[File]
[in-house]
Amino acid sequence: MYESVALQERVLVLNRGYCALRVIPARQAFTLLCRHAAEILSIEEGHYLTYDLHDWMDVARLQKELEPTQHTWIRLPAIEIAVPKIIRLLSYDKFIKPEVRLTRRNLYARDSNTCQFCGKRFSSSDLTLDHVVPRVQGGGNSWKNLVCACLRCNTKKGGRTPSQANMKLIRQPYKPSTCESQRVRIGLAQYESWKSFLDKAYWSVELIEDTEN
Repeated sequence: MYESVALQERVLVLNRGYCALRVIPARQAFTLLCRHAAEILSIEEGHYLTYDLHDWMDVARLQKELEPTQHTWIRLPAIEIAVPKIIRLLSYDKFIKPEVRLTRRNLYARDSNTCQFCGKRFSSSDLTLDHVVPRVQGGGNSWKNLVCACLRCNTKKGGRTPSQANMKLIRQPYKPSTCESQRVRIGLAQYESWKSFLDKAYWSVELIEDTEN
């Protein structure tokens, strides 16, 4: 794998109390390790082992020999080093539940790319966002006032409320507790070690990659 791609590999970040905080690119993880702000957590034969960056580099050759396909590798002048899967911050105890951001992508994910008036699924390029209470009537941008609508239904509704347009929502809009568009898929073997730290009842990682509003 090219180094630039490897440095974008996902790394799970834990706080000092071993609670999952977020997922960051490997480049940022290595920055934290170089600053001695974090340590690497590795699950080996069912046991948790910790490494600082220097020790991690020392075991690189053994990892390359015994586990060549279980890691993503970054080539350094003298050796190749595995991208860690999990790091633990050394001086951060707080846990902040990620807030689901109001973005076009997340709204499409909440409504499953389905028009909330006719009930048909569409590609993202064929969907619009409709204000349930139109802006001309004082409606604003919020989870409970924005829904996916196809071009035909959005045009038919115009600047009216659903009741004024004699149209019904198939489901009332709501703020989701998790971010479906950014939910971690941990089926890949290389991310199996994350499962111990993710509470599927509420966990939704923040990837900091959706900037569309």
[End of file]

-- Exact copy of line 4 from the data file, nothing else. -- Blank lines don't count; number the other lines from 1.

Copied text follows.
């Protein structure tokens, strides 16, 4: 794998109390390790082992020999080093539940790319966002006032409320507790070690990659 791609590999970040905080690119993880702000957590034969960056580099050759396909590798002048899967911050105890951001992508994910008036699924390029209470009537941008609508239904509704347009929502809009568009898929073997730290009842990682509003 090219180094630039490897440095974008996902790394799970834990706080000092071993609670999952977020997922960051490997480049940022290595920055934290170089600053001695974090340590690497590795699950080996069912046991948790910790490494600082220097020790991690020392075991690189053994990892390359015994586990060549279980890691993503970054080539350094003298050796190749595995991208860690999990790091633990050394001086951060707080846990902040990620807030689901109001973005076009997340709204499409909440409504499953389905028009909330006719009930048909569409590609993202064929969907619009409709204000349930139109802006001309004082409606604003919020989870409970924005829904996916196809071009035909959005045009038919115009600047009216659903009741004024004699149209019904198939489901009332709501703020989701998790971010479906950014939910971690941990089926890949290389991310199996994350499962111990993710509470599927509420966990939704923040990837900091959706900037569309």